A Methodology For Qualifying Leads And Opportunities Helps Everyone Speak A Common Language
No, this is not a sales software pitch. For once, this is not about software but about a system you use to better qualify, prioritize and forecast sales opportunities.
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Sales operations is key to driving revenue these days. If you don’t have a sales operations team, or if you’re not working with a revenue growth agency, then you probably don’t have a progressive lead qualification system that helps you shorten your sales cycle, close new customers faster, push up the average revenue per new customer and exceed your revenue goals.
Additionally, you might be using an outdated lead qualification methodology. When you Google “lead qualification system,” the usual cast of characters pops up. Some of these might seem familiar to you. You might even be using one of them.
Here are a few of the existing lead qualification frameworks. See if these sound like your company’s system. But to really see sales accelerate, keep reading below and check out our advanced lead qualification methodology: pain, power, fit.
Option #1 – BANT (Budget, Authority, Need, Timing) — Devised by IBM.
This is the original lead qualification framework, and it’s still used widely today. Potential BANT questions include: Do you have a specific budget allocated for this project? Do you personally have the authority to make the buying decision? What are the top challenges, needs and pain points that your team is facing at the moment? Is this a priority acquisition for your team at this time?
There’s nothing wrong with BANT. It’s a decent framework and probably the most popular, but what are reps supposed to do with this? It’s more of a questioning guideline than a lead qualification methodology. If they answer yes to the four yes or no questions, then what?
Option #2 – GPCTBA/C&I (Goals, Plans, Challenges, Timeline, Budget, Authority, Negative Consequences And Positive Implications) — Devised by HubSpot to put the sales rep in a more advisory role for informed buyers.
Potential questions from this system include: Do you have specific company goals? Are the resources in place right now for you to implement this plan? How are you currently dealing with these challenges? What’s the timeline for implementation of this plan? Is the budget already being used to solve the problem we’ve discussed? What concerns do you think the company’s authoritative decision-makers will raise? What are the personal consequences or implications for you hitting your goal or not?
I like that this is more comprehensive, and it digs into the consequences, but it still feels incomplete to me. Do you simply look at the answers to know if something is going to close this week, in four weeks or in four months? As a system, it feels incomplete.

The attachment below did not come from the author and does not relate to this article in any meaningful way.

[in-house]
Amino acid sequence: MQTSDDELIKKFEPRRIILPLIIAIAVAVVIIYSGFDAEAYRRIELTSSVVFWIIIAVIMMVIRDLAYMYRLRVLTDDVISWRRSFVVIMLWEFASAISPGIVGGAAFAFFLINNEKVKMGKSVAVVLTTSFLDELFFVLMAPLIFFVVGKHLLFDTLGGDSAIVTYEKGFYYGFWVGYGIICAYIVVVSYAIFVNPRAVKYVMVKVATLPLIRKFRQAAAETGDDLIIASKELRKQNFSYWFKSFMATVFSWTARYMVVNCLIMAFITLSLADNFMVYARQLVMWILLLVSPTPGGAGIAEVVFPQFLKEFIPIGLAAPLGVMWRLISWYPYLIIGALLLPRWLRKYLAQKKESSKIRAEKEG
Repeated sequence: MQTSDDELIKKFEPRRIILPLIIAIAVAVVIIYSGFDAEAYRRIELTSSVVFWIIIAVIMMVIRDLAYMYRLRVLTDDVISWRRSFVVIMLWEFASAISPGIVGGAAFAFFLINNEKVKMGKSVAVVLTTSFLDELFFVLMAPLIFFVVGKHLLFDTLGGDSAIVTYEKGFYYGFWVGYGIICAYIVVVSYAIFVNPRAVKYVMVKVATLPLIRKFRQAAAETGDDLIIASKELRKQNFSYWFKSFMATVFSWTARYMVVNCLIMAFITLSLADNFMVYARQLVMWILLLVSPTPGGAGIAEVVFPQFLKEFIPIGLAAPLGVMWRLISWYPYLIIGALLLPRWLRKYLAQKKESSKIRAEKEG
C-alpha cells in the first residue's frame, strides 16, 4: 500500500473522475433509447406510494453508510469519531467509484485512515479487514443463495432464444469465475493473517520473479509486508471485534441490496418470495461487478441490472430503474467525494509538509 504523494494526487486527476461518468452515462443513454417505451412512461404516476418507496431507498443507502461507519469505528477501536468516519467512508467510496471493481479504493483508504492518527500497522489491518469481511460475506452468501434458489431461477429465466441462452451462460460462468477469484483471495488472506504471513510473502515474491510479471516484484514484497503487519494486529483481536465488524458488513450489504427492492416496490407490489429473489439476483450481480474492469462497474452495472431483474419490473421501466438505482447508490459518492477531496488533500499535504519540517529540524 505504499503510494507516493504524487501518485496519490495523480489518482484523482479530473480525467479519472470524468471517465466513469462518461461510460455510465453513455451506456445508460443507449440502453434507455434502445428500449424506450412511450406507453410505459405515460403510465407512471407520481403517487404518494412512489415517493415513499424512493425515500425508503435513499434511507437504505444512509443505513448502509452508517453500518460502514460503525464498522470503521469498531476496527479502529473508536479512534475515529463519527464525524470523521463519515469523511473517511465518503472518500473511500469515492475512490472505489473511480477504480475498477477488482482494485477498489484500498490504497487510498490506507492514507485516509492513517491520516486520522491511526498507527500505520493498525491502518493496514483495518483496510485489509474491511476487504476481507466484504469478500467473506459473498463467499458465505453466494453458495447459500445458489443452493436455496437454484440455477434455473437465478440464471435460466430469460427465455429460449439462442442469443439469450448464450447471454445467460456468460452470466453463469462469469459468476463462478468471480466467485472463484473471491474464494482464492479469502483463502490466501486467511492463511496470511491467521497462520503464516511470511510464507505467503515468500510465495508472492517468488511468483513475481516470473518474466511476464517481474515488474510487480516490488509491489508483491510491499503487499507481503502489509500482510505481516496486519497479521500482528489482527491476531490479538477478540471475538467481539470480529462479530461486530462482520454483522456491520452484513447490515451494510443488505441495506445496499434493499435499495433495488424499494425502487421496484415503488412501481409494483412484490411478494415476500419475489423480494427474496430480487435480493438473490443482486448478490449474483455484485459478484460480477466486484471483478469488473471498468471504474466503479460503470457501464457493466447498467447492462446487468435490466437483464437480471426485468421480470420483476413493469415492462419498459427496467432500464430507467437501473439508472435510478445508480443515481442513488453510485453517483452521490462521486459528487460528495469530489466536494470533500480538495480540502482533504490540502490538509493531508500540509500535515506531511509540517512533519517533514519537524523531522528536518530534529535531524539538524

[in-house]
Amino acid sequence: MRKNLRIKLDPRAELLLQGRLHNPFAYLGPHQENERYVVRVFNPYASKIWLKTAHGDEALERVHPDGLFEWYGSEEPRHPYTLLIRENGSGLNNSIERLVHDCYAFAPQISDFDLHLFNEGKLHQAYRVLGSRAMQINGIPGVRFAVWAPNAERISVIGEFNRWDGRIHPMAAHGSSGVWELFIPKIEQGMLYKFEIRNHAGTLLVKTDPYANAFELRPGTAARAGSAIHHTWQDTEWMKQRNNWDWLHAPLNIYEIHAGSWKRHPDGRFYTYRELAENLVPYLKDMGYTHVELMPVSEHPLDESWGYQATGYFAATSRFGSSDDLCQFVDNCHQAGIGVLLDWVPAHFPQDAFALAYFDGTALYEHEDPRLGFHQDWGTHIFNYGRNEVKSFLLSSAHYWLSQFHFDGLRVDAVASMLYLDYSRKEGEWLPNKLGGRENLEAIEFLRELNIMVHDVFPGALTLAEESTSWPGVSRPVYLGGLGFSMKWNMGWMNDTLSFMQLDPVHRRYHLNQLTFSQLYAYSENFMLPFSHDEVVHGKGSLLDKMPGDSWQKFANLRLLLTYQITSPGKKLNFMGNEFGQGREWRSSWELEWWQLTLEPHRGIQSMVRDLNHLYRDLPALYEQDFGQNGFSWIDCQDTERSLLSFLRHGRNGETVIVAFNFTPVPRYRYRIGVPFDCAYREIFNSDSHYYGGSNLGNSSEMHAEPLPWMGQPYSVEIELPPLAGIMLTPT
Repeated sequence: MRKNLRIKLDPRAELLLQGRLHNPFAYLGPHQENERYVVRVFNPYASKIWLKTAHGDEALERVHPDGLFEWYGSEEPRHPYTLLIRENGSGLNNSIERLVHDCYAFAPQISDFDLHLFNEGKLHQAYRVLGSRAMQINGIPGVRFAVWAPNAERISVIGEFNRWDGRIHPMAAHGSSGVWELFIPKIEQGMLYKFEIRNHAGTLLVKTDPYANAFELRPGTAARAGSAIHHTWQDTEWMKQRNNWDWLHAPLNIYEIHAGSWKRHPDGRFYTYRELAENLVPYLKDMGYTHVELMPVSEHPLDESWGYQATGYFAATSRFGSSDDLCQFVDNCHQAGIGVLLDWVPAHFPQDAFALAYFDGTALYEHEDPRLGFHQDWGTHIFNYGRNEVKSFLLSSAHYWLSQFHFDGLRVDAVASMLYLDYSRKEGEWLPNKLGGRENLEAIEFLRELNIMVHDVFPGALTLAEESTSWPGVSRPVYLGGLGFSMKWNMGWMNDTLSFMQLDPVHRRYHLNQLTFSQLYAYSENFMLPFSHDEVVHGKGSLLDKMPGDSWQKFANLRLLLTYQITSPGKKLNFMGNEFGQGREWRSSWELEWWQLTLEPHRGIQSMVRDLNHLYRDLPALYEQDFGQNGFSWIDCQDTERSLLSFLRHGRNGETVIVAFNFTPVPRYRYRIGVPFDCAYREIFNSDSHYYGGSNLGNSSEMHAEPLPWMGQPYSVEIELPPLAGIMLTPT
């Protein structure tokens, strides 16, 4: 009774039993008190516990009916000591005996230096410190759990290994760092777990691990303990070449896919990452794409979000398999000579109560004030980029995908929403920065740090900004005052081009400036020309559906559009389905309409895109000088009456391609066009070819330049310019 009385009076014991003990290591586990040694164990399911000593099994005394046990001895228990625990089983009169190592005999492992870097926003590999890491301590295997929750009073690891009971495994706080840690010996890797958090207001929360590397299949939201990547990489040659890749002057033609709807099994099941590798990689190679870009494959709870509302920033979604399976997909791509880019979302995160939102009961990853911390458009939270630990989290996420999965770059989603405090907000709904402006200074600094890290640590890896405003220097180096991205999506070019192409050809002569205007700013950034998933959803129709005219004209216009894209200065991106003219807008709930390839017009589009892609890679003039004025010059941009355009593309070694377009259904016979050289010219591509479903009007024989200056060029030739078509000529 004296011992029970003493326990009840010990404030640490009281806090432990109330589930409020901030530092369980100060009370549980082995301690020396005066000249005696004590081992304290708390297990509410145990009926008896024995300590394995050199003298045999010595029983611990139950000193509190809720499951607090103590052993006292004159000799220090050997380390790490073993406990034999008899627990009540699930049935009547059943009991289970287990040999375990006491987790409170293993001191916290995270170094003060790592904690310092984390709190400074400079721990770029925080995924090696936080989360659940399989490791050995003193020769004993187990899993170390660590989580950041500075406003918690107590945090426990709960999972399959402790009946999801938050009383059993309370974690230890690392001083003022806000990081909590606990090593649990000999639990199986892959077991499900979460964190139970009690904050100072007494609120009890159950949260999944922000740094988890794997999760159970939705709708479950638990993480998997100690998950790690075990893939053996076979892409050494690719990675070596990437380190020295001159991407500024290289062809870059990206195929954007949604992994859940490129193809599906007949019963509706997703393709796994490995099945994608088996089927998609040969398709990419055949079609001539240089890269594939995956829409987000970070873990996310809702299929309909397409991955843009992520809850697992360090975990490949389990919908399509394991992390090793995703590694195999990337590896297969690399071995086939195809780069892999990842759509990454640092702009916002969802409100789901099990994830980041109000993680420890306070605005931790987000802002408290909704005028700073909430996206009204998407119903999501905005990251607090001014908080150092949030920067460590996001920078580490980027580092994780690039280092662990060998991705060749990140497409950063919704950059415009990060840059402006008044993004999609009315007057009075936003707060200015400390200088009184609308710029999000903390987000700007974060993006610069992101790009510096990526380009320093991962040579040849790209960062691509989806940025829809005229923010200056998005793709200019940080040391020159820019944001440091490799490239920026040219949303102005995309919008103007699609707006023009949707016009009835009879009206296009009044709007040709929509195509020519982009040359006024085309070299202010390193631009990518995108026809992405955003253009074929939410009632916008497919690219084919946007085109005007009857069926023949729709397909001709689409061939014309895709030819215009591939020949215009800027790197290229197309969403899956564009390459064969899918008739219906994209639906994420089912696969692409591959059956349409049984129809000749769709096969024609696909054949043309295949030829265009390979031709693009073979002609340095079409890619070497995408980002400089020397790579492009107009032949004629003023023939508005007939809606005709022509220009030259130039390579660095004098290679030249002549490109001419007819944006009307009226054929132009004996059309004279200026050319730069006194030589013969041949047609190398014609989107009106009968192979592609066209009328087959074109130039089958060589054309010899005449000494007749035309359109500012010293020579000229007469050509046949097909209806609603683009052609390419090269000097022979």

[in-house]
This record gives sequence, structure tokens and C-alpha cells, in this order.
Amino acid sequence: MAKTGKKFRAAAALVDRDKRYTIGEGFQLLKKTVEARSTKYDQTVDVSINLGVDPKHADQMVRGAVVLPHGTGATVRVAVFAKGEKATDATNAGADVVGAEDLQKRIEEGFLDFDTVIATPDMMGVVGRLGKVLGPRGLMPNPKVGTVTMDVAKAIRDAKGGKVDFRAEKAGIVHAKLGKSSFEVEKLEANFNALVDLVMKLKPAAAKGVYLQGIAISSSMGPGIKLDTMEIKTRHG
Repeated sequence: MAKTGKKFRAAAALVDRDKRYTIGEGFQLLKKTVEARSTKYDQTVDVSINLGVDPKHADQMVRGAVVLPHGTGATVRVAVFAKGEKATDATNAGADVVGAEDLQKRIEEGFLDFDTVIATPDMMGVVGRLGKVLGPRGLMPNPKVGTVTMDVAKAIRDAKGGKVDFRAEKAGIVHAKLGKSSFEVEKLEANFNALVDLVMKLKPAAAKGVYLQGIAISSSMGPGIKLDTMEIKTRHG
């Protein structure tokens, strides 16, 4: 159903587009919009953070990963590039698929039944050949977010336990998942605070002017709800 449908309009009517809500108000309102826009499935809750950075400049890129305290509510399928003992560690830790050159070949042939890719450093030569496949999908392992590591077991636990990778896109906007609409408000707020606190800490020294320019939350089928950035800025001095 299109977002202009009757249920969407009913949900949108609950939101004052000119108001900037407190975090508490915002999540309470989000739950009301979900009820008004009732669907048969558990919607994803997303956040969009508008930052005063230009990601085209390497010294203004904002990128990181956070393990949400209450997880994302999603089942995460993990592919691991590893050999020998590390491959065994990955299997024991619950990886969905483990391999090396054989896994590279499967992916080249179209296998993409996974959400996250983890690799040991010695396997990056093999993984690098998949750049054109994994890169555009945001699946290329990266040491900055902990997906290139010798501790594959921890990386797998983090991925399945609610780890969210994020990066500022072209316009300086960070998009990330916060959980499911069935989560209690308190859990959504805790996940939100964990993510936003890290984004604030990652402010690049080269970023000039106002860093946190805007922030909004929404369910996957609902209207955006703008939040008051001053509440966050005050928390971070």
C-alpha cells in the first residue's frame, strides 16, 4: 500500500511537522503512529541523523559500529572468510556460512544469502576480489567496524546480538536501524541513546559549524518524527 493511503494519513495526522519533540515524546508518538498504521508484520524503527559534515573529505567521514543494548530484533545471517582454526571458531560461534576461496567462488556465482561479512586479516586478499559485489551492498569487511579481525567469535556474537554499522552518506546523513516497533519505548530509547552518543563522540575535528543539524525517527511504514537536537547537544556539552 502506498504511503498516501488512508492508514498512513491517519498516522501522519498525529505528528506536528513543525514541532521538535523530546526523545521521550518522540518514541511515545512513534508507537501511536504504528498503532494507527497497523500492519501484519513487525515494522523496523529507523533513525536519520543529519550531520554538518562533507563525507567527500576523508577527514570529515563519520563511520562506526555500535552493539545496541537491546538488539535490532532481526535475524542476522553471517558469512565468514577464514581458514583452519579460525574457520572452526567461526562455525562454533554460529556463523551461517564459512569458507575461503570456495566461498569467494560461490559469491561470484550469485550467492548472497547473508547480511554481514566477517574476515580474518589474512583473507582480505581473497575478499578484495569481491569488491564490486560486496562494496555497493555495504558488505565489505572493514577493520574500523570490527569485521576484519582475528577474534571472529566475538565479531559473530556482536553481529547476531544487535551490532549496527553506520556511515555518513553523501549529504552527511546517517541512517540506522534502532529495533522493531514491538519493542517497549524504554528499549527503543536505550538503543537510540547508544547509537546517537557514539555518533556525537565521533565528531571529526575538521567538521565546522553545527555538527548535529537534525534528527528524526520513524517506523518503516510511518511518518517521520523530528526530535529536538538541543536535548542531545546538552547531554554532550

Option #3 – CHAMP (Challenges, Authority, Money, Prioritization) — Devised by InsightSquared.
CHAMP starts with the challenges, needs and pains that the prospect is experiencing. Potential CHAMP questions include: What objectives are you looking to achieve by solving this pain? How are purchasing decisions made for products like ours and who is involved in looking at this solution? What are your expectations for the investment necessary to purchase the solution? When were you planning on starting the implementation?
All three of these systems are so similar that it’s like they scratched out the vocabulary from the previous one and used different words.
This isn’t so surprising when you consider the objective of lead qualification. You have to know the right questions to ask to learn where a prospect is in their buyer journey.
The questions absolutely provide insights that should help you place your prospect in the early, middle or late stages of their buyer journey, and then they do help execute a sales process that continues to guide them down their journey’s path.
All three of these methods do provide the questioning framework critical for making a go or no-go decision associated with qualification.
Today’s revenue generation efforts are far more complex than ever before, and the lead qualification system should be further-reaching than simply a questioning framework.
Today’s sales teams need something more comprehensive.
Today’s Lead Qualification Challenges
The buyer journey is far more self-service than ever before. Prospects are working on their own deeper into their buyer journey before reaching out to sales, which makes qualifying leads more challenging.
Here’s a partial list of the challenges associated with lead qualification:
- Prospects have access to much more information. This is good and bad; some of the information may leave them with some incorrect assumptions.
- Prospects have more options and, in some cases, this spins them out into the do-nothing category.
- The buyer journey isn’t linear anymore, so the stages are less relevant, and people move back and forth along the continuum depending on their experience and journey.
- Prospects don’t always give you the complete picture. If you ask about their approval process and your contact tells you she’s the decision-maker, that might be true. But you might also find that board approval is necessary to free up the funds to pay for your services, meaning she’s not the final decision-maker.
- Prospects and people in general are looking for quick information and summaries. They’re not always going to take the time to read everything you send them. But when they need or want something, you had better be able to get it to them quickly.
- With so many software tools available for sales, having a systematic and quantitative way to qualify leads and then using that number to drive forecasting, projected close dates, action planning, resource allocation and pipeline reporting is critical for a lead qualification system.
The Backstory For The Pain, Power, Fit Qualification Methodology
The system we teach clients is called pain, power, fit. And on the surface, it’s going to sound and look a lot like the ones we covered above. But this system goes much deeper. Pain, power, fit comes from an understanding that anything we’re asking our prospects to do or buy requires them to make a change to their current operating model.